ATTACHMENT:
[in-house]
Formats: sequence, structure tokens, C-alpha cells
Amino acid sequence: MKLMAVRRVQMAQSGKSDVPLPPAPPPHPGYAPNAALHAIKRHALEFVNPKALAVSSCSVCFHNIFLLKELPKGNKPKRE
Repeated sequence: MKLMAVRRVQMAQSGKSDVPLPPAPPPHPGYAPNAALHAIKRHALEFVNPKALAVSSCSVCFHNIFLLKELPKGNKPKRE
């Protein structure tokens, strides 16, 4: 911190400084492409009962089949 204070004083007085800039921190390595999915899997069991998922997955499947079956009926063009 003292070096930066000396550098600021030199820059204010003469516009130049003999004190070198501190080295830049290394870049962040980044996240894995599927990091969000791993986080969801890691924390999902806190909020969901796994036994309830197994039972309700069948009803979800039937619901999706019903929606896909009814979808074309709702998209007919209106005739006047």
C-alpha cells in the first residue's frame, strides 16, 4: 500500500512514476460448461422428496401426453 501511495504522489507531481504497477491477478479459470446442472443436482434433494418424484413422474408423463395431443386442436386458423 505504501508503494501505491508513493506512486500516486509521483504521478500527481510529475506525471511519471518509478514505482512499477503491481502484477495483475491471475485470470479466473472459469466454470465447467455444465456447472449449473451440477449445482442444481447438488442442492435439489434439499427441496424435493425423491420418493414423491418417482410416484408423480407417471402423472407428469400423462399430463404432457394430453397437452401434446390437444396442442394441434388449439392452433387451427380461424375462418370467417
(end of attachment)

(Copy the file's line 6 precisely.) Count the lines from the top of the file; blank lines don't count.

C-alpha cells in the first residue's frame, strides 16, 4: 500500500512514476460448461422428496401426453 501511495504522489507531481504497477491477478479459470446442472443436482434433494418424484413422474408423463395431443386442436386458423 505504501508503494501505491508513493506512486500516486509521483504521478500527481510529475506525471511519471518509478514505482512499477503491481502484477495483475491471475485470470479466473472459469466454470465447467455444465456447472449449473451440477449445482442444481447438488442442492435439489434439499427441496424435493425423491420418493414423491418417482410416484408423480407417471402423472407428469400423462399430463404432457394430453397437452401434446390437444396442442394441434388449439392452433387451427380461424375462418370467417